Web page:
Severe Burn Injuries
Were You Seriously Injured?
Burn injuries are potentially life-threatening and can cause severe disfigurement
depending on the severity and location of the injury. According to the
American Burn Association, approximately 450,000 people are hospitalized
for burns in the United States every year, and 3,400 of those people end
up dying from their injuries. The Centers for Disease Control and Prevention
even reports fires and burns as the third leading cause of death in homes
– about three-quarters of all burn-related deaths are caused by
Tell us all about your case by filling out the form on our ‘Contact
No matter how or where you were burned, you have the right to seek compensation
if it was caused by someone else’s negligence or wrongdoing. At
Kinnard, Clayton & Beveridge, our
Nashville burn injury attorneys are dedicated to providing the experienced and dedicated legal assistance
you deserve in your time of need. With more than a century of collective
experience, you can rest assured that your
personal injury case is in qualified hands when you choose us to represent you.
How Serious Is The Injury?
Burn injuries can be caused by anything from a vehicle fire following a
collision to a boiling pot of water intended to cook a box of pasta, but
no matter the source, burns are classified under four levels of severity:
Fourth-Degree Burn: The most severe level of burn. It affects the outer layer of skin, the
second layer of skin, the fat layer, the muscles, the tendons, and bone
underneath it all. This level of burn is often completely black, and the
affected area or limb may need to be removed entirely.
Third-Degree Burn: This level of burn is more common than a fourth-degree burn, and still
incredibly dangerous. It affects the outer layer of skin, the second layer
of skin, and layer of fat directly underneath the skin. The nerves in
the affected area may be destroyed as well, and the injured area may have
a wet or charred black appearance.
Second-Degree Burn: This level of burn affects both layers of skin, and can cause swelling,
blisters, white or red splotchy skin, and severe pain in the affected
area. The area may appear to be wet or moist, and can result in scarring.
First-Degree Burn: The least severe level of burn. It affects the outer layer of skin, and
the affected area is often swollen, painful, and red. With proper first-aid,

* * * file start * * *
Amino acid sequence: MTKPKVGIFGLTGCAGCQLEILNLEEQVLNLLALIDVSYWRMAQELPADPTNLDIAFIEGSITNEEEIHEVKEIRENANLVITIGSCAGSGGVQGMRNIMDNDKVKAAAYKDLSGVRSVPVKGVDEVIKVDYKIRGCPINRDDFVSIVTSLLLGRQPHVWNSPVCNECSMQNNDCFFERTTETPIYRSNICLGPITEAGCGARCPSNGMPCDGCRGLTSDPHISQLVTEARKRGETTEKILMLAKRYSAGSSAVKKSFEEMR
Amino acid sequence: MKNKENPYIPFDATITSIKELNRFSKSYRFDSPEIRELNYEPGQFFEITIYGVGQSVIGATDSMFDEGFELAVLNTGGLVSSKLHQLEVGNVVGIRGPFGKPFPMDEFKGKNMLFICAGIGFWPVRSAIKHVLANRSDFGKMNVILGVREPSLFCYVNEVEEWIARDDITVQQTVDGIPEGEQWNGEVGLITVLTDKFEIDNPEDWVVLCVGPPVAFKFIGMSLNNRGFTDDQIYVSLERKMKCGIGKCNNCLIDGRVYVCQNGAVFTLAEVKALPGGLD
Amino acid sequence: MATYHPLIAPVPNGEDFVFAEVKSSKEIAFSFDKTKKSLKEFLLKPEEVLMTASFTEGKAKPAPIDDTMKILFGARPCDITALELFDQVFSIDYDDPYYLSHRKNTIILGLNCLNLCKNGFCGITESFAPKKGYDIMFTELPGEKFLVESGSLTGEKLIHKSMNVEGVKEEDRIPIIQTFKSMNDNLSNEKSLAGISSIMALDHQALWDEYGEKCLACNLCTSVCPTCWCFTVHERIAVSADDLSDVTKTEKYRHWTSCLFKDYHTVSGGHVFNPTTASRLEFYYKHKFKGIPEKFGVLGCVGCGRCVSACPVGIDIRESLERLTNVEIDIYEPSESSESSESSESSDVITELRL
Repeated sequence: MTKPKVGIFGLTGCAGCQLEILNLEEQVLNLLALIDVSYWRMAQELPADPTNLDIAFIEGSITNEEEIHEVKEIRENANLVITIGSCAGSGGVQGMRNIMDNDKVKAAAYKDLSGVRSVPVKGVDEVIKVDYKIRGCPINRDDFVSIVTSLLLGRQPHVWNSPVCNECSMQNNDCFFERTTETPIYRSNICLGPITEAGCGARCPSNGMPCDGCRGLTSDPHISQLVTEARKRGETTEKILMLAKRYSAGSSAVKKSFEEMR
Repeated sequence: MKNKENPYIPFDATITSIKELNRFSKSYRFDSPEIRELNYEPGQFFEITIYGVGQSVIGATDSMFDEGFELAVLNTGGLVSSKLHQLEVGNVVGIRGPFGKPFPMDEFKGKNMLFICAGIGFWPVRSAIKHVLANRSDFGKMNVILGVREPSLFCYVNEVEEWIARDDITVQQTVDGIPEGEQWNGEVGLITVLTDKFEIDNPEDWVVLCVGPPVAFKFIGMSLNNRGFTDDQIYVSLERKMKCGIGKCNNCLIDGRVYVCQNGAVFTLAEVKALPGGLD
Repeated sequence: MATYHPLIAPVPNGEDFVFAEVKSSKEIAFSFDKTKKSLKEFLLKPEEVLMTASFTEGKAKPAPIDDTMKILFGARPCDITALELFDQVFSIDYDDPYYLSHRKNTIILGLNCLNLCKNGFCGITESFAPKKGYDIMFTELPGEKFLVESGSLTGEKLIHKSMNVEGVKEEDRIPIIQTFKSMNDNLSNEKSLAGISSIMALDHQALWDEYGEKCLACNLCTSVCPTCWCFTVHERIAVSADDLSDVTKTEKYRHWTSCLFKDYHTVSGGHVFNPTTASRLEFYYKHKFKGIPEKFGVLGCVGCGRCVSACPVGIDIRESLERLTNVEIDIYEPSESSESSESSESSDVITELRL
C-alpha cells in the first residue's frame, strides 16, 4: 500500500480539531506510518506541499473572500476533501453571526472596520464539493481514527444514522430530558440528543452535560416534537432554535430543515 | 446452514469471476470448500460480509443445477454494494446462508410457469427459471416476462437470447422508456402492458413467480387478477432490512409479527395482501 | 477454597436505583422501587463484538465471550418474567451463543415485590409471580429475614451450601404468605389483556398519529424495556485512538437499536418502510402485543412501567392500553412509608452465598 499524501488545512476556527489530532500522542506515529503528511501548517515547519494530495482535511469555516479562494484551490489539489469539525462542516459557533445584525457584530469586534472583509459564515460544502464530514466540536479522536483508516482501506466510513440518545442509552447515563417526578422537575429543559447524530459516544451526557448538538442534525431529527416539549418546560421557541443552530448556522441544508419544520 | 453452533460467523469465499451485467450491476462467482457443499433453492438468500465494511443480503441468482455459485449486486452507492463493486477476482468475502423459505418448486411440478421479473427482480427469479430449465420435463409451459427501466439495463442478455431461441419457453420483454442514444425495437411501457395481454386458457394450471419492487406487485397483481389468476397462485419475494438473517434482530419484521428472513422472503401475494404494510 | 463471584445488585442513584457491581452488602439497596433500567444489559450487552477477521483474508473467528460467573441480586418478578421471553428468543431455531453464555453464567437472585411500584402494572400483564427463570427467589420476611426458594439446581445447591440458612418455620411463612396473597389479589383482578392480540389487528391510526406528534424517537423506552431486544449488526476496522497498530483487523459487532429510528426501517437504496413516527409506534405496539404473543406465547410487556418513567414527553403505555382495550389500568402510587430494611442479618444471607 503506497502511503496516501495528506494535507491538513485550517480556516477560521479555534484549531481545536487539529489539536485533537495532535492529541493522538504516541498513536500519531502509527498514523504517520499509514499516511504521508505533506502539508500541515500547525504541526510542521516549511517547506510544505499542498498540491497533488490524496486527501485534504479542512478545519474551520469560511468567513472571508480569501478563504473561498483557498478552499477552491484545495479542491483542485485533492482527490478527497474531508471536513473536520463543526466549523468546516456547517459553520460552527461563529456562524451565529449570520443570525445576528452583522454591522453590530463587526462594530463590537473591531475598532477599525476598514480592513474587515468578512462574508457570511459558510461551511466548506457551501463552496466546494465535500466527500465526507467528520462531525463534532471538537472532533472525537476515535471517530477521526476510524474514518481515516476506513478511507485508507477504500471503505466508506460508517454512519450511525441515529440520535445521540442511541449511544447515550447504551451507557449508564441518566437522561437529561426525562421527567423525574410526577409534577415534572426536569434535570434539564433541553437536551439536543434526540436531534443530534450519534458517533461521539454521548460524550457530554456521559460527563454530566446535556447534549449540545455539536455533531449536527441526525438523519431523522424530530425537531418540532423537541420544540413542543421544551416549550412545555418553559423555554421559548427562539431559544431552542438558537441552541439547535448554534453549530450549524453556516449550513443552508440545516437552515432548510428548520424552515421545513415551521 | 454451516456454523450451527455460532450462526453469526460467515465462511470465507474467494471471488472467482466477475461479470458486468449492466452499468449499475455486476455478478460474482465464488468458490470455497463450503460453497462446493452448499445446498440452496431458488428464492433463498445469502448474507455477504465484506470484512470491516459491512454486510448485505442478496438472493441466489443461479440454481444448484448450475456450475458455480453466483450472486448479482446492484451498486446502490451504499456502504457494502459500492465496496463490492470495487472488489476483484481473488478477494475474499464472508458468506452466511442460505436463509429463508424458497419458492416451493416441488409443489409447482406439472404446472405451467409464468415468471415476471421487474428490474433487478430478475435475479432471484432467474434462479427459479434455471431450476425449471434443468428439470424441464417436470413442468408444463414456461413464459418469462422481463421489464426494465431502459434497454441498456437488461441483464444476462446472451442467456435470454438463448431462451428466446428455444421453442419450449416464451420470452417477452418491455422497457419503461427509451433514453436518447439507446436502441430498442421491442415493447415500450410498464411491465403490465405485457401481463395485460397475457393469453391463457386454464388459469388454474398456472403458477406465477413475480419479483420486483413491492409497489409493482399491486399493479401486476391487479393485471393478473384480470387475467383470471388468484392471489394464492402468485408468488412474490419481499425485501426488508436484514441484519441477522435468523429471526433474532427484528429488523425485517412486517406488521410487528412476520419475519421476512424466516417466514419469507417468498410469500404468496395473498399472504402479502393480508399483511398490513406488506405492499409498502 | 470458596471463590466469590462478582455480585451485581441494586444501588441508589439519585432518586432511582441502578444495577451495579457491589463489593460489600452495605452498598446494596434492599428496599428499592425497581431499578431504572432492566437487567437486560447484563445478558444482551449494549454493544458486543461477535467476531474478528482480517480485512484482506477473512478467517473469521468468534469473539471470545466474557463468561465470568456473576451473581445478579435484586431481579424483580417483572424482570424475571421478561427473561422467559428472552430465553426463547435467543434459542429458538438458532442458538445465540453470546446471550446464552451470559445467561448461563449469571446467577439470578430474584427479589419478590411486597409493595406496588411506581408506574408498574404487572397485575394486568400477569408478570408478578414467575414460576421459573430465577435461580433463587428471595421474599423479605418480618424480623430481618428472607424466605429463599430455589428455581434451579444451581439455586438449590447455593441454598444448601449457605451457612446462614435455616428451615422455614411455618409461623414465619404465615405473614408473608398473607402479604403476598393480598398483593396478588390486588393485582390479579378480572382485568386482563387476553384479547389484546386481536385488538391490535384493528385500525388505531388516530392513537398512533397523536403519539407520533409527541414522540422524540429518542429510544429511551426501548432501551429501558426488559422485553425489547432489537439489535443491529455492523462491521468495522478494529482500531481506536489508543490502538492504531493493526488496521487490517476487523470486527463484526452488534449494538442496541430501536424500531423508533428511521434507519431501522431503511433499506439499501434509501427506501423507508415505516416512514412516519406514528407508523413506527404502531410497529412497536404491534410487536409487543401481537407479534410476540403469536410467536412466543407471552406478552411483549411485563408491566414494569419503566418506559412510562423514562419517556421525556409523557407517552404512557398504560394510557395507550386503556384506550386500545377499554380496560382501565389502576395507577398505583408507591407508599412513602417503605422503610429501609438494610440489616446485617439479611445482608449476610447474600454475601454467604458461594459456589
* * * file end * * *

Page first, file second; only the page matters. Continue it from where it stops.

a first-degree burn will generally heal within about a week.
Complications From Severe Burns
Not only is a serious burn incredibly dangerous and painful on its own,
it can also lead to a variety of dangerous and potentially life-threatening
Problems Breathing: Depending on what caused your burn injuries, you may also be dealing with
the negative effects of smoke inhalation like burned airways or lungs.
Infection: Even a first-degree burn can leave your skin extremely vulnerable to a
bacterial infection if not properly taken care of, and can lead to sepsis.
If allowed to continue unchecked, sepsis will travel throughout your bloodstream
and can cause you to go into shock or cause your organs to fail.
Hypothermia: Because your skin plays a major role in controlling your body’s
temperature, losing a significant portion of it could leave you at risk
of developing an extremely low body temperature.
Scarring: Burns can cause scar tissue to form as the injury heals, and depending
on the severity of the initial injury can prevent sweat glands from re-forming,
limit the movement of your joints and bones, and even permanently pull
a joint out of position.
Give us a call at (615) 933-2893 to speak with one of our burn injury lawyers.
Hire A Qualified Attorney Today
Our Nashville burn injury lawyers at Kinnard, Clayton & Beveridge are
ready and waiting to represent you in your case. We’ve committed
ourselves to providing the highest quality legal assistance for our clients
for more than 35 years, and will continue to set the bar for excellence
through the future.
Tell us more about your case by filling out our online form, or speak with one of our burn injury attorneys today by calling us at